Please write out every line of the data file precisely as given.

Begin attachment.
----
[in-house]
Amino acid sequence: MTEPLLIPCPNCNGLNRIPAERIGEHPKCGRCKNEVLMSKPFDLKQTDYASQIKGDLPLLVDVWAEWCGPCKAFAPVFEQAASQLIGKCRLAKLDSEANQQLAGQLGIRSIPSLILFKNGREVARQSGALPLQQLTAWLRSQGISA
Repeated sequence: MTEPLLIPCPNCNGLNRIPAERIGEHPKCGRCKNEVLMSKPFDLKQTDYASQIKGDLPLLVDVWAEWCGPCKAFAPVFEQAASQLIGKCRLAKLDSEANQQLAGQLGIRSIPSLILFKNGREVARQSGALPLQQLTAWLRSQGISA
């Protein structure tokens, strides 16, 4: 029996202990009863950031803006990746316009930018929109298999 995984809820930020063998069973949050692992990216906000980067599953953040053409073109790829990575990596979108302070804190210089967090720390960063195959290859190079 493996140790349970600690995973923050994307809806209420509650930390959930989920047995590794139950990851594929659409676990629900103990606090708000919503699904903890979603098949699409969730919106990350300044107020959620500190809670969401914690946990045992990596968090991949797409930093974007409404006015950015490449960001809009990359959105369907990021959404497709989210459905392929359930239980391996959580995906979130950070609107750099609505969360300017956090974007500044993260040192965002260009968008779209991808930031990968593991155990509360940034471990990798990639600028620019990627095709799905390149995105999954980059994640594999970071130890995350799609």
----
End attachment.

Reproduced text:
[in-house]
Amino acid sequence: MTEPLLIPCPNCNGLNRIPAERIGEHPKCGRCKNEVLMSKPFDLKQTDYASQIKGDLPLLVDVWAEWCGPCKAFAPVFEQAASQLIGKCRLAKLDSEANQQLAGQLGIRSIPSLILFKNGREVARQSGALPLQQLTAWLRSQGISA
Repeated sequence: MTEPLLIPCPNCNGLNRIPAERIGEHPKCGRCKNEVLMSKPFDLKQTDYASQIKGDLPLLVDVWAEWCGPCKAFAPVFEQAASQLIGKCRLAKLDSEANQQLAGQLGIRSIPSLILFKNGREVARQSGALPLQQLTAWLRSQGISA
């Protein structure tokens, strides 16, 4: 029996202990009863950031803006990746316009930018929109298999 995984809820930020063998069973949050692992990216906000980067599953953040053409073109790829990575990596979108302070804190210089967090720390960063195959290859190079 493996140790349970600690995973923050994307809806209420509650930390959930989920047995590794139950990851594929659409676990629900103990606090708000919503699904903890979603098949699409969730919106990350300044107020959620500190809670969401914690946990045992990596968090991949797409930093974007409404006015950015490449960001809009990359959105369907990021959404497709989210459905392929359930239980391996959580995906979130950070609107750099609505969360300017956090974007500044993260040192965002260009968008779209991808930031990968593991155990509360940034471990990798990639600028620019990627095709799905390149995105999954980059994640594999970071130890995350799609």